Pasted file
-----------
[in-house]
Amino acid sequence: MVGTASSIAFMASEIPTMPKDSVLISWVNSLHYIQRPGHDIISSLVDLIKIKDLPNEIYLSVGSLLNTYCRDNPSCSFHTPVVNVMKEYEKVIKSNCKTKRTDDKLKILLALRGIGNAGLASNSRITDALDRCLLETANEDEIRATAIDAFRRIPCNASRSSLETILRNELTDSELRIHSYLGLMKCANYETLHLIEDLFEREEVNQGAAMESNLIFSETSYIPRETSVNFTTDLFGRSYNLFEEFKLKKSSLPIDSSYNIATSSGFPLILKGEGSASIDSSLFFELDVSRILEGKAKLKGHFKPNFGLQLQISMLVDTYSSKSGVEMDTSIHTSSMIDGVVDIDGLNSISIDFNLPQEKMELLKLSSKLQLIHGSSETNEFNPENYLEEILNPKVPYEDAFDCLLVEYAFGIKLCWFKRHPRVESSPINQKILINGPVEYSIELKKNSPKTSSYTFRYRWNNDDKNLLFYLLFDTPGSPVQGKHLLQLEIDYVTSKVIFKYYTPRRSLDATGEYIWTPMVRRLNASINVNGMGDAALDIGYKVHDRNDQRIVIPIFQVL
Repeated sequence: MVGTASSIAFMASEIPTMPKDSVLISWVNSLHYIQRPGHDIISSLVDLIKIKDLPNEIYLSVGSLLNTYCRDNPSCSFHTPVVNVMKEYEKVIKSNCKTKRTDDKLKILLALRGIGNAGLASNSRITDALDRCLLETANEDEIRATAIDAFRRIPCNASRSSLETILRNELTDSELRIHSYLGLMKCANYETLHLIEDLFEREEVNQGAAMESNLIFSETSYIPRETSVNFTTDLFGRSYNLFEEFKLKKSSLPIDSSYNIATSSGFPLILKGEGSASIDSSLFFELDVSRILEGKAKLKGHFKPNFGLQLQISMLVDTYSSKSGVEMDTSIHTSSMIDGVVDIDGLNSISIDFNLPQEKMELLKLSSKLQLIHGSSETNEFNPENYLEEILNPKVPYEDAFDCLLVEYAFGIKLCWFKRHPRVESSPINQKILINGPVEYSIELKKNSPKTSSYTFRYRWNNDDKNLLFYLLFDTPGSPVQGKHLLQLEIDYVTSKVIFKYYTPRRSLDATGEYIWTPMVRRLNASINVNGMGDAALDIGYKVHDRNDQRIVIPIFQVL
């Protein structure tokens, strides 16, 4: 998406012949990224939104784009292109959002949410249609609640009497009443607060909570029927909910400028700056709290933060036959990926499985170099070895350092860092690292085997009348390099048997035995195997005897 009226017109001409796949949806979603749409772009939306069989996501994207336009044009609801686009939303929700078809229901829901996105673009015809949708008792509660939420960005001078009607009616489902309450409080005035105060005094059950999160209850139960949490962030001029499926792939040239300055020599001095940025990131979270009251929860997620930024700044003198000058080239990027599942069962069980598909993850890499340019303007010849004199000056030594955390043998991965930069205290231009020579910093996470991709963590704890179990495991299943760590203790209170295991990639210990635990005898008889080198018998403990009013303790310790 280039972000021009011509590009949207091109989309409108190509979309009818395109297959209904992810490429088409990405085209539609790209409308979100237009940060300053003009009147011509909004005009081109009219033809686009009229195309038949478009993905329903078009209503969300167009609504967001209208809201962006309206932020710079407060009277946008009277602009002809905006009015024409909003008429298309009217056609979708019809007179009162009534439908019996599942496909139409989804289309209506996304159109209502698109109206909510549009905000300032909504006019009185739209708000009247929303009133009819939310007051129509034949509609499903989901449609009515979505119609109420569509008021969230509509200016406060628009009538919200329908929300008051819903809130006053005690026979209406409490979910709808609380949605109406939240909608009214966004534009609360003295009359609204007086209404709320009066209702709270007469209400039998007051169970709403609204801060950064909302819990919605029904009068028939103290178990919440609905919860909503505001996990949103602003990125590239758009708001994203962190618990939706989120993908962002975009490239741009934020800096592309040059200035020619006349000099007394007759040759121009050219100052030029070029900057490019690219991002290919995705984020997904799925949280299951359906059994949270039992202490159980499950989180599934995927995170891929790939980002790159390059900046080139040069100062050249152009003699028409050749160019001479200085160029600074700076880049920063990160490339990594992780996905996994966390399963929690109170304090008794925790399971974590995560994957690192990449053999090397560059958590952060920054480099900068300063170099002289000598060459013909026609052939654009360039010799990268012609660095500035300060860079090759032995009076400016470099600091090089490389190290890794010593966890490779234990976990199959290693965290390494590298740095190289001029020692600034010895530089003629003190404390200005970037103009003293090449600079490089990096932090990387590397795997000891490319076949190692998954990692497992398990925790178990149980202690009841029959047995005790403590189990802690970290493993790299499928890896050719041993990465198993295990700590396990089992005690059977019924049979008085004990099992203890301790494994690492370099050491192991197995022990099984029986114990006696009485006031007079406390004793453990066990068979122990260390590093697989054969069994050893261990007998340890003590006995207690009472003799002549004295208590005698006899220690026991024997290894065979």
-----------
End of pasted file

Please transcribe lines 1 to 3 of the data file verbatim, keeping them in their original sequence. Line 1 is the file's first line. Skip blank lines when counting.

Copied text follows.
[in-house]
Amino acid sequence: MVGTASSIAFMASEIPTMPKDSVLISWVNSLHYIQRPGHDIISSLVDLIKIKDLPNEIYLSVGSLLNTYCRDNPSCSFHTPVVNVMKEYEKVIKSNCKTKRTDDKLKILLALRGIGNAGLASNSRITDALDRCLLETANEDEIRATAIDAFRRIPCNASRSSLETILRNELTDSELRIHSYLGLMKCANYETLHLIEDLFEREEVNQGAAMESNLIFSETSYIPRETSVNFTTDLFGRSYNLFEEFKLKKSSLPIDSSYNIATSSGFPLILKGEGSASIDSSLFFELDVSRILEGKAKLKGHFKPNFGLQLQISMLVDTYSSKSGVEMDTSIHTSSMIDGVVDIDGLNSISIDFNLPQEKMELLKLSSKLQLIHGSSETNEFNPENYLEEILNPKVPYEDAFDCLLVEYAFGIKLCWFKRHPRVESSPINQKILINGPVEYSIELKKNSPKTSSYTFRYRWNNDDKNLLFYLLFDTPGSPVQGKHLLQLEIDYVTSKVIFKYYTPRRSLDATGEYIWTPMVRRLNASINVNGMGDAALDIGYKVHDRNDQRIVIPIFQVL
Repeated sequence: MVGTASSIAFMASEIPTMPKDSVLISWVNSLHYIQRPGHDIISSLVDLIKIKDLPNEIYLSVGSLLNTYCRDNPSCSFHTPVVNVMKEYEKVIKSNCKTKRTDDKLKILLALRGIGNAGLASNSRITDALDRCLLETANEDEIRATAIDAFRRIPCNASRSSLETILRNELTDSELRIHSYLGLMKCANYETLHLIEDLFEREEVNQGAAMESNLIFSETSYIPRETSVNFTTDLFGRSYNLFEEFKLKKSSLPIDSSYNIATSSGFPLILKGEGSASIDSSLFFELDVSRILEGKAKLKGHFKPNFGLQLQISMLVDTYSSKSGVEMDTSIHTSSMIDGVVDIDGLNSISIDFNLPQEKMELLKLSSKLQLIHGSSETNEFNPENYLEEILNPKVPYEDAFDCLLVEYAFGIKLCWFKRHPRVESSPINQKILINGPVEYSIELKKNSPKTSSYTFRYRWNNDDKNLLFYLLFDTPGSPVQGKHLLQLEIDYVTSKVIFKYYTPRRSLDATGEYIWTPMVRRLNASINVNGMGDAALDIGYKVHDRNDQRIVIPIFQVL